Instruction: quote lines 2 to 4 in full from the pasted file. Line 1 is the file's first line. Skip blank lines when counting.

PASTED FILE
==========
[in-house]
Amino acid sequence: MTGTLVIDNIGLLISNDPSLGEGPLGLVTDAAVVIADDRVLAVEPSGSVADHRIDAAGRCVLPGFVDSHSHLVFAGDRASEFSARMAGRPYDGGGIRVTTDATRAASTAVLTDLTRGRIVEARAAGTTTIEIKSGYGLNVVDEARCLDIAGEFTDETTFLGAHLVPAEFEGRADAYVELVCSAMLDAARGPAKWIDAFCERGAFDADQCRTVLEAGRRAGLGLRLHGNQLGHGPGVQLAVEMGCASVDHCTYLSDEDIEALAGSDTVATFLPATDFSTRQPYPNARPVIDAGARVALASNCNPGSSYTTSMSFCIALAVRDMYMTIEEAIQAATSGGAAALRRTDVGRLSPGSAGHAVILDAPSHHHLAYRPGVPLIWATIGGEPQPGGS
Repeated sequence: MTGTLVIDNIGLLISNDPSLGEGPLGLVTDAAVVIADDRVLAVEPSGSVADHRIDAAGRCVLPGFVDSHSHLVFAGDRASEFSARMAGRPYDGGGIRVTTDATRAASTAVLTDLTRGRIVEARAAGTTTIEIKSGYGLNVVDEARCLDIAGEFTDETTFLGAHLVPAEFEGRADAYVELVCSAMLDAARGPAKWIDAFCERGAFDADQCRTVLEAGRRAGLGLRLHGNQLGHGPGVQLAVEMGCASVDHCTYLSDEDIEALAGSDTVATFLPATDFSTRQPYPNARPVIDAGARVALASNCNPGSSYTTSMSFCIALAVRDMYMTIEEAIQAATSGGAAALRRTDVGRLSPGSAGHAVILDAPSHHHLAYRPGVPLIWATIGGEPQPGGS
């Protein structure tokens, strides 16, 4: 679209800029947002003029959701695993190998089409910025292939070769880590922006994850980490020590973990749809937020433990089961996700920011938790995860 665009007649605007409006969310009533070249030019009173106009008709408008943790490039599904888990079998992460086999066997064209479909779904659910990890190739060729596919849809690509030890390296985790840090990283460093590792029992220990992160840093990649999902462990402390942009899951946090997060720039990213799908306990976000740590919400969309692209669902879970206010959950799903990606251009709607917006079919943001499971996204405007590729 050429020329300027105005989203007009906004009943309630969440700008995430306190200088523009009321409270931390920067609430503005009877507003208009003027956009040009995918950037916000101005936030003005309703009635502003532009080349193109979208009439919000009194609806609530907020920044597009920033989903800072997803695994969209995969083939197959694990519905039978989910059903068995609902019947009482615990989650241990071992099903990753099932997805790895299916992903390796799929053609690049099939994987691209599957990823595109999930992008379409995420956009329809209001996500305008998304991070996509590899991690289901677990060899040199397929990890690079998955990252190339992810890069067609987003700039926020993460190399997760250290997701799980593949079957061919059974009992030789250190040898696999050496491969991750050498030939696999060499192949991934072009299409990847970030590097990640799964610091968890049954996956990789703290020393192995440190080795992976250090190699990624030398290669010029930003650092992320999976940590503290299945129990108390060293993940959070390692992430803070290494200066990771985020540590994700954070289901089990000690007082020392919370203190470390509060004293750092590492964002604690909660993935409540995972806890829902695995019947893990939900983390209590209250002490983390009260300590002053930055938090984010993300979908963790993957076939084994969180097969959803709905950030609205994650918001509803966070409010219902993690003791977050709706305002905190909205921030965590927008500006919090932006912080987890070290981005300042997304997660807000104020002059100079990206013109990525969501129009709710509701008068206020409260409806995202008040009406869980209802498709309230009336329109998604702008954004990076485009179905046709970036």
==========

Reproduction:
Amino acid sequence: MTGTLVIDNIGLLISNDPSLGEGPLGLVTDAAVVIADDRVLAVEPSGSVADHRIDAAGRCVLPGFVDSHSHLVFAGDRASEFSARMAGRPYDGGGIRVTTDATRAASTAVLTDLTRGRIVEARAAGTTTIEIKSGYGLNVVDEARCLDIAGEFTDETTFLGAHLVPAEFEGRADAYVELVCSAMLDAARGPAKWIDAFCERGAFDADQCRTVLEAGRRAGLGLRLHGNQLGHGPGVQLAVEMGCASVDHCTYLSDEDIEALAGSDTVATFLPATDFSTRQPYPNARPVIDAGARVALASNCNPGSSYTTSMSFCIALAVRDMYMTIEEAIQAATSGGAAALRRTDVGRLSPGSAGHAVILDAPSHHHLAYRPGVPLIWATIGGEPQPGGS
Repeated sequence: MTGTLVIDNIGLLISNDPSLGEGPLGLVTDAAVVIADDRVLAVEPSGSVADHRIDAAGRCVLPGFVDSHSHLVFAGDRASEFSARMAGRPYDGGGIRVTTDATRAASTAVLTDLTRGRIVEARAAGTTTIEIKSGYGLNVVDEARCLDIAGEFTDETTFLGAHLVPAEFEGRADAYVELVCSAMLDAARGPAKWIDAFCERGAFDADQCRTVLEAGRRAGLGLRLHGNQLGHGPGVQLAVEMGCASVDHCTYLSDEDIEALAGSDTVATFLPATDFSTRQPYPNARPVIDAGARVALASNCNPGSSYTTSMSFCIALAVRDMYMTIEEAIQAATSGGAAALRRTDVGRLSPGSAGHAVILDAPSHHHLAYRPGVPLIWATIGGEPQPGGS
């Protein structure tokens, strides 16, 4: 679209800029947002003029959701695993190998089409910025292939070769880590922006994850980490020590973990749809937020433990089961996700920011938790995860 665009007649605007409006969310009533070249030019009173106009008709408008943790490039599904888990079998992460086999066997064209479909779904659910990890190739060729596919849809690509030890390296985790840090990283460093590792029992220990992160840093990649999902462990402390942009899951946090997060720039990213799908306990976000740590919400969309692209669902879970206010959950799903990606251009709607917006079919943001499971996204405007590729 050429020329300027105005989203007009906004009943309630969440700008995430306190200088523009009321409270931390920067609430503005009877507003208009003027956009040009995918950037916000101005936030003005309703009635502003532009080349193109979208009439919000009194609806609530907020920044597009920033989903800072997803695994969209995969083939197959694990519905039978989910059903068995609902019947009482615990989650241990071992099903990753099932997805790895299916992903390796799929053609690049099939994987691209599957990823595109999930992008379409995420956009329809209001996500305008998304991070996509590899991690289901677990060899040199397929990890690079998955990252190339992810890069067609987003700039926020993460190399997760250290997701799980593949079957061919059974009992030789250190040898696999050496491969991750050498030939696999060499192949991934072009299409990847970030590097990640799964610091968890049954996956990789703290020393192995440190080795992976250090190699990624030398290669010029930003650092992320999976940590503290299945129990108390060293993940959070390692992430803070290494200066990771985020540590994700954070289901089990000690007082020392919370203190470390509060004293750092590492964002604690909660993935409540995972806890829902695995019947893990939900983390209590209250002490983390009260300590002053930055938090984010993300979908963790993957076939084994969180097969959803709905950030609205994650918001509803966070409010219902993690003791977050709706305002905190909205921030965590927008500006919090932006912080987890070290981005300042997304997660807000104020002059100079990206013109990525969501129009709710509701008068206020409260409806995202008040009406869980209802498709309230009336329109998604702008954004990076485009179905046709970036």